Five Things to Tell your Mum about your New House

Mother daughter

5 Things to Tell your Mum about your New House

Student houses offer a unique way of living, and students are usually pretty happy to put up with the many idiosyncratic nuances that seem to plague student housing. The curtain that acts as a door for your bedroom, the hole in the toilet wall that’ll be fixed ‘very soon’ (according to your landlord) and the washer-dryer that neither washes nor dries – these are all quintessential aspects of student living.

Parents, on the other hand, are not quite so forgiving over such issues. My mum gets upset over the absorbency of towels, so telling her that your room doesn’t have a door is about as well thought out as weeing on her flowerbed. Finding a house is one thing, describing it to your mum is another. Here are 5 things to tell your mum about your new house:


It’s well Insulated and Heated, Mum

Insulation is very important to mums, who seem to value a warm, dry home over other more important factors, like the quality of the local takeaways and the size of the living room for house parties. Frankly, getting a well-insulated house isn’t always possible for students in some areas, particular in northern towns and cities dominated by old terraced housing. This rational logic won’t work on mums though; so in this case, skip by the insulation questions by telling your mum about the radiators, which seem to be very new, and the boiler, which was only replaced 2 years ago! And that’s the end of that chapter.


I Asked the Landlord about That…

Mothers are obsessed by the little details, while you may be happy to overlook the lack of a bathroom door (well, maybe not but roll with me here, alright?) your mum will get het up over a flimsy looking shower curtain. The best way to get around the deluge of questions over the seemingly irrelevant minutiae is with a simple answer, “I asked the landlord about that.” This sentence shows that you are both responsible, and have developed a strong relationship with your landlord, meaning your mum can sleep safely at night knowing that you don’t have any issues in hand. Telling her the truth, that you have never met the landlord, because they live in Dubai 9 months of the year is probably best kept under wraps.


The Mattress is Brand New! Just for Me!

Mattresses were the bane of my existence as an undergrad, mainly because my mum fretted and obsessed over them, as if mattresses looking slightly worn and stained was an evil only matched by mass genocide. If your mum recoils over an old mattress don’t brush it off by saying that you’ll ‘chuck a sheet over it’ because that’s stupid (trust me). Instead say that you’ve spoken to the landlord and they’re providing you with a new one. If you choose not to follow this simple advice, your mum might end up calling the landlord and demanding a new mattress for you, and then your landlord might make sneering comments to you about your ‘battle axe of a mother’ every time you see them. Not that it happened to me, of course…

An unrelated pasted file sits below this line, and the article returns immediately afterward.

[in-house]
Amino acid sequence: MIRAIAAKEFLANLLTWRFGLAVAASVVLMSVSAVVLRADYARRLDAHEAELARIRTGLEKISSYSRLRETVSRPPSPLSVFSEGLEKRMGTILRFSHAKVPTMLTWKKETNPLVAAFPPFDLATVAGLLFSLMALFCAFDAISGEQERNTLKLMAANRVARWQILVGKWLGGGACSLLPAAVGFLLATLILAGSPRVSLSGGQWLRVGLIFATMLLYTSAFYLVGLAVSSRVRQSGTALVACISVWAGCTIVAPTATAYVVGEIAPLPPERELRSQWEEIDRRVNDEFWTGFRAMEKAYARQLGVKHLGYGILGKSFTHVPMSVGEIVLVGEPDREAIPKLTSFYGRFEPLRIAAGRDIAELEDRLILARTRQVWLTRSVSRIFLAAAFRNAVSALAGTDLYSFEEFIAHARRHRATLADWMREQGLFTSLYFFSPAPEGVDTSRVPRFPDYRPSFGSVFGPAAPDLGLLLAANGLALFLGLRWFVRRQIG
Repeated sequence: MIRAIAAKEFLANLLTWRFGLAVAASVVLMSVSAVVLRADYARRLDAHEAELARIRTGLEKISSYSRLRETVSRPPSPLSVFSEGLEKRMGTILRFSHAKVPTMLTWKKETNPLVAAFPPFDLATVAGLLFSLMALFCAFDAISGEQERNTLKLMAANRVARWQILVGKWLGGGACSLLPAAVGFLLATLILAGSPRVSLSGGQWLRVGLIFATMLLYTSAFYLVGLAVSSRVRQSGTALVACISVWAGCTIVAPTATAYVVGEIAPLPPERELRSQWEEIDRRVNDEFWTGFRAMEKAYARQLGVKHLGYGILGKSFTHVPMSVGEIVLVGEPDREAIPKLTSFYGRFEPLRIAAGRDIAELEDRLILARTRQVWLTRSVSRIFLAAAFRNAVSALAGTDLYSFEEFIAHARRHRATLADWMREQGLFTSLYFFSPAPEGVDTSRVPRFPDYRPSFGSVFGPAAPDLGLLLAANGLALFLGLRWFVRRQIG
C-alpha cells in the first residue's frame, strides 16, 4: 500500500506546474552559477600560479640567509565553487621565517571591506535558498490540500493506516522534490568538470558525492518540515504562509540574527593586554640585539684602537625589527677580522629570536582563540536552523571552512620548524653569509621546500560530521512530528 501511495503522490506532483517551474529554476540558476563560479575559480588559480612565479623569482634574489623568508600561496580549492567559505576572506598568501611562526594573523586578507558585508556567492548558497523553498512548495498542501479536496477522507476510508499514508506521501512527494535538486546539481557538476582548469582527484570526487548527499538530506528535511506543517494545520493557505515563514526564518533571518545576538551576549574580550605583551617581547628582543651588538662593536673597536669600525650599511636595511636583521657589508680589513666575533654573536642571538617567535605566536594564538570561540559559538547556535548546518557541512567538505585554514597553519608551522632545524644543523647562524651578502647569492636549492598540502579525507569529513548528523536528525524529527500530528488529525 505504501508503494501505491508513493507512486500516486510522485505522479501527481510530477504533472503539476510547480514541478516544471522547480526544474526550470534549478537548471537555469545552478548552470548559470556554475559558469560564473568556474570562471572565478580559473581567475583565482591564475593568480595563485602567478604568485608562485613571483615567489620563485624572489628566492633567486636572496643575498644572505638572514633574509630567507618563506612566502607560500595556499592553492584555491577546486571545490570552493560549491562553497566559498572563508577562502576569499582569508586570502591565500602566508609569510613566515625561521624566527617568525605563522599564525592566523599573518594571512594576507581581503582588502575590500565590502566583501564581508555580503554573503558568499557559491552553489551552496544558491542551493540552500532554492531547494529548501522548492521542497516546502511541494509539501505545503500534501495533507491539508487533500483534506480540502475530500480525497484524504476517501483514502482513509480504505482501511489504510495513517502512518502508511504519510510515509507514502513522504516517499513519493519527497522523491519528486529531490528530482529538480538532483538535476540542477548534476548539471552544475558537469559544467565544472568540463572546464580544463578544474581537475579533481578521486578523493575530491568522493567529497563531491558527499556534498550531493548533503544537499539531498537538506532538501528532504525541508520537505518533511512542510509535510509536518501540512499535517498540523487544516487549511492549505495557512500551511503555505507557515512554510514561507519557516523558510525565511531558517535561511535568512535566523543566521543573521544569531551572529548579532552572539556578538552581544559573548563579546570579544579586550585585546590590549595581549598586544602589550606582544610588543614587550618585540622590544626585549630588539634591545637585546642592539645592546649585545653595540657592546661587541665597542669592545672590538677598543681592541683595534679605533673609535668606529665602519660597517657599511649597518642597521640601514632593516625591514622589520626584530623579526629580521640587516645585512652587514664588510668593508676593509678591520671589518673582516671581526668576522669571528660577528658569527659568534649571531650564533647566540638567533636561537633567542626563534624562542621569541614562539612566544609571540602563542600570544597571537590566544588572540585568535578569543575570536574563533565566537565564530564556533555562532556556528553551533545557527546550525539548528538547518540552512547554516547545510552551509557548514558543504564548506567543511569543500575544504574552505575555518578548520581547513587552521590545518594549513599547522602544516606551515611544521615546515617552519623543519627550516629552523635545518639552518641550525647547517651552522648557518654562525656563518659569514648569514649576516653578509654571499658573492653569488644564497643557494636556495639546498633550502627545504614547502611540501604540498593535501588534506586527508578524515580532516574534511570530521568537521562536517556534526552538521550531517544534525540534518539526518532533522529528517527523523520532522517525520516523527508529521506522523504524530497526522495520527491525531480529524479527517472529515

The Area Seems Nice

Student houses tend to be located in cheaper areas, and cheaper areas can often be a bit rough – it’s not like you’re going to get stabbed on your way home from uni, but telling your mum about the suspicious late night ‘ice cream van’ is probably not the best idea you’ve ever had. Talk about the positives of the area instead – that patch of empty grass at the end of your street is ‘a nice little park’, or the grotty bar on the corner can be ‘a quaint local pub’. If you’re really struggling try inventing a lovely elderly neighbour who you were chatting to earlier that day. If you can’t even do that, then maybe your mum is right, and you’ve moved into a really awful area. Shame on you.


I’m Settling in Really Well!

This one is for a bit later on, once you’ve actually moved in and your mum has realized everything you claimed about the house originally was total rubbish. Once your mum departs after moving you in, 50% sad about letting her baby bird leave the nest, and 50% annoyed about the flagrant lies you told her, you’ll need to get back into her good books. When the inevitable phone call comes later and the question ‘How are you settling in?’ is asked, you may want to skip past the truth that you’ve been eating cold breakfast kebabs and shouting at your housemates (who are already annoying you after mere hours of living together). Instead thank her for the extensive collection of towels, and say ‘I’m settling in really well! Thanks Mum!’